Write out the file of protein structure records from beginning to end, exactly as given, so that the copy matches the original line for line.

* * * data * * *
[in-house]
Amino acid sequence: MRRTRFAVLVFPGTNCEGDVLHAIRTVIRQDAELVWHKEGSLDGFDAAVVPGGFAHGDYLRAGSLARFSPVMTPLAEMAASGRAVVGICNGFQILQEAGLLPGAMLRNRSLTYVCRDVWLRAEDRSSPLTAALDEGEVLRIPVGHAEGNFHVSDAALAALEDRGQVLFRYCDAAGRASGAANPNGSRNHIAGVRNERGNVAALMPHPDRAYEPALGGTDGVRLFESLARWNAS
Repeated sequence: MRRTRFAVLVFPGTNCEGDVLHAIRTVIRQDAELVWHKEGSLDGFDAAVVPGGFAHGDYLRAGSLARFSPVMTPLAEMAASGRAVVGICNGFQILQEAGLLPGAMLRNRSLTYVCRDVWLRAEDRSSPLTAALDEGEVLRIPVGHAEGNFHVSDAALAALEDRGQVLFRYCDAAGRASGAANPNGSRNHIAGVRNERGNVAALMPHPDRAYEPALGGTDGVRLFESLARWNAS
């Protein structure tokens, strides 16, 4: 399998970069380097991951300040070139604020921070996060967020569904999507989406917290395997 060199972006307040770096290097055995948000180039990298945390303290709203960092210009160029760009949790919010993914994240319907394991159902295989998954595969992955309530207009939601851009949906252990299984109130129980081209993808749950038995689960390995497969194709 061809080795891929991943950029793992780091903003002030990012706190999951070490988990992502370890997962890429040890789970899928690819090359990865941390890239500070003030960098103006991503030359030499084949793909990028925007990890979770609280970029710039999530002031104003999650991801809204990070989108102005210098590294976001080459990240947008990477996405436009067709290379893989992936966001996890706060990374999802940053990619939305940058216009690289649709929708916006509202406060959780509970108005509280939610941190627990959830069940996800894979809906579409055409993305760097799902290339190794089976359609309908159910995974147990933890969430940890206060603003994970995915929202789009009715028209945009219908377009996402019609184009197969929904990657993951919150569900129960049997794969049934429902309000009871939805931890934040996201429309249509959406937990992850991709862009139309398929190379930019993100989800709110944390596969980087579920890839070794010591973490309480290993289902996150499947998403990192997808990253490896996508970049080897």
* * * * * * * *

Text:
[in-house]
Amino acid sequence: MRRTRFAVLVFPGTNCEGDVLHAIRTVIRQDAELVWHKEGSLDGFDAAVVPGGFAHGDYLRAGSLARFSPVMTPLAEMAASGRAVVGICNGFQILQEAGLLPGAMLRNRSLTYVCRDVWLRAEDRSSPLTAALDEGEVLRIPVGHAEGNFHVSDAALAALEDRGQVLFRYCDAAGRASGAANPNGSRNHIAGVRNERGNVAALMPHPDRAYEPALGGTDGVRLFESLARWNAS
Repeated sequence: MRRTRFAVLVFPGTNCEGDVLHAIRTVIRQDAELVWHKEGSLDGFDAAVVPGGFAHGDYLRAGSLARFSPVMTPLAEMAASGRAVVGICNGFQILQEAGLLPGAMLRNRSLTYVCRDVWLRAEDRSSPLTAALDEGEVLRIPVGHAEGNFHVSDAALAALEDRGQVLFRYCDAAGRASGAANPNGSRNHIAGVRNERGNVAALMPHPDRAYEPALGGTDGVRLFESLARWNAS
């Protein structure tokens, strides 16, 4: 399998970069380097991951300040070139604020921070996060967020569904999507989406917290395997 060199972006307040770096290097055995948000180039990298945390303290709203960092210009160029760009949790919010993914994240319907394991159902295989998954595969992955309530207009939601851009949906252990299984109130129980081209993808749950038995689960390995497969194709 061809080795891929991943950029793992780091903003002030990012706190999951070490988990992502370890997962890429040890789970899928690819090359990865941390890239500070003030960098103006991503030359030499084949793909990028925007990890979770609280970029710039999530002031104003999650991801809204990070989108102005210098590294976001080459990240947008990477996405436009067709290379893989992936966001996890706060990374999802940053990619939305940058216009690289649709929708916006509202406060959780509970108005509280939610941190627990959830069940996800894979809906579409055409993305760097799902290339190794089976359609309908159910995974147990933890969430940890206060603003994970995915929202789009009715028209945009219908377009996402019609184009197969929904990657993951919150569900129960049997794969049934429902309000009871939805931890934040996201429309249509959406937990992850991709862009139309398929190379930019993100989800709110944390596969980087579920890839070794010591973490309480290993289902996150499947998403990192997808990253490896996508970049080897």